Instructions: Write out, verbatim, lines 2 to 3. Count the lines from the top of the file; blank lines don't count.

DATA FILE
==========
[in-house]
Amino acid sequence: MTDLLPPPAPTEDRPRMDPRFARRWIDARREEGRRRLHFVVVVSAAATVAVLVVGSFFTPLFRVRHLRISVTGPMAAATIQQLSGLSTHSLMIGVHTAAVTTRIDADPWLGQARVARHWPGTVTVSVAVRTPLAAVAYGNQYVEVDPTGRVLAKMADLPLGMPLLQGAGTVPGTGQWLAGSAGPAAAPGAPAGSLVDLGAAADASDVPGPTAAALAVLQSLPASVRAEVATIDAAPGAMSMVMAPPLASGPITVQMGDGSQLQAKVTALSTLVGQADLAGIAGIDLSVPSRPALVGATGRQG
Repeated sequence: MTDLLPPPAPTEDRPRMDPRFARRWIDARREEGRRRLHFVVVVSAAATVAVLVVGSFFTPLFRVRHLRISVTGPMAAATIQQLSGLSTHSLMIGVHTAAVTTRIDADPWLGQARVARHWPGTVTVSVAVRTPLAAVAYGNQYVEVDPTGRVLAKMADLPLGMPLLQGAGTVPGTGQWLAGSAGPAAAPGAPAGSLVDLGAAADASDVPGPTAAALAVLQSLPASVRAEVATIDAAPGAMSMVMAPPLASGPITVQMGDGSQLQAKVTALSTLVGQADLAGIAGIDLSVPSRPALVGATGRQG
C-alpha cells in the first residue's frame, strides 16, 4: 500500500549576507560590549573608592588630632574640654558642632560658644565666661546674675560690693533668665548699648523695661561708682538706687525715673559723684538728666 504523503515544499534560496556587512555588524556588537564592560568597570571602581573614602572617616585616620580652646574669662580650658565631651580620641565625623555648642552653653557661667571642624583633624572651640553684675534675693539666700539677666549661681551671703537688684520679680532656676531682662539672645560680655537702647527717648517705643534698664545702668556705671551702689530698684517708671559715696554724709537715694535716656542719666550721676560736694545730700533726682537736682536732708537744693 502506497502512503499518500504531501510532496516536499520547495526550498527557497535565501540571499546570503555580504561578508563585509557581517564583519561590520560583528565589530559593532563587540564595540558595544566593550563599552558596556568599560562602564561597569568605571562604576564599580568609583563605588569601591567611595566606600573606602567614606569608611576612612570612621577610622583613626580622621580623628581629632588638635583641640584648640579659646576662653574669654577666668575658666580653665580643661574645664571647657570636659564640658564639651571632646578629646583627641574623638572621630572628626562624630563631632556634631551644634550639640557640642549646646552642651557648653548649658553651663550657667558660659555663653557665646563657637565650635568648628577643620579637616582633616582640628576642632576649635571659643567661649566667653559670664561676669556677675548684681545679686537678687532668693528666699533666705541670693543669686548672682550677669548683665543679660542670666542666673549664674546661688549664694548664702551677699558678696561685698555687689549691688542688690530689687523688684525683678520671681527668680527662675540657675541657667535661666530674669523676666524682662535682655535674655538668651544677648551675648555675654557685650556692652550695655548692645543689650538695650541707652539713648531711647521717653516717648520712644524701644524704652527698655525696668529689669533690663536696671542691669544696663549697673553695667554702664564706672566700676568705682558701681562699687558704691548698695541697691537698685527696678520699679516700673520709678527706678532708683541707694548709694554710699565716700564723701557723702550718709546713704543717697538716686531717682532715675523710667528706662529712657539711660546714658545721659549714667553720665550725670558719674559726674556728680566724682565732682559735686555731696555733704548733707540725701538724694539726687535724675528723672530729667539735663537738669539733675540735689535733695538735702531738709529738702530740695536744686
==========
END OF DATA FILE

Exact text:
Amino acid sequence: MTDLLPPPAPTEDRPRMDPRFARRWIDARREEGRRRLHFVVVVSAAATVAVLVVGSFFTPLFRVRHLRISVTGPMAAATIQQLSGLSTHSLMIGVHTAAVTTRIDADPWLGQARVARHWPGTVTVSVAVRTPLAAVAYGNQYVEVDPTGRVLAKMADLPLGMPLLQGAGTVPGTGQWLAGSAGPAAAPGAPAGSLVDLGAAADASDVPGPTAAALAVLQSLPASVRAEVATIDAAPGAMSMVMAPPLASGPITVQMGDGSQLQAKVTALSTLVGQADLAGIAGIDLSVPSRPALVGATGRQG
Repeated sequence: MTDLLPPPAPTEDRPRMDPRFARRWIDARREEGRRRLHFVVVVSAAATVAVLVVGSFFTPLFRVRHLRISVTGPMAAATIQQLSGLSTHSLMIGVHTAAVTTRIDADPWLGQARVARHWPGTVTVSVAVRTPLAAVAYGNQYVEVDPTGRVLAKMADLPLGMPLLQGAGTVPGTGQWLAGSAGPAAAPGAPAGSLVDLGAAADASDVPGPTAAALAVLQSLPASVRAEVATIDAAPGAMSMVMAPPLASGPITVQMGDGSQLQAKVTALSTLVGQADLAGIAGIDLSVPSRPALVGATGRQG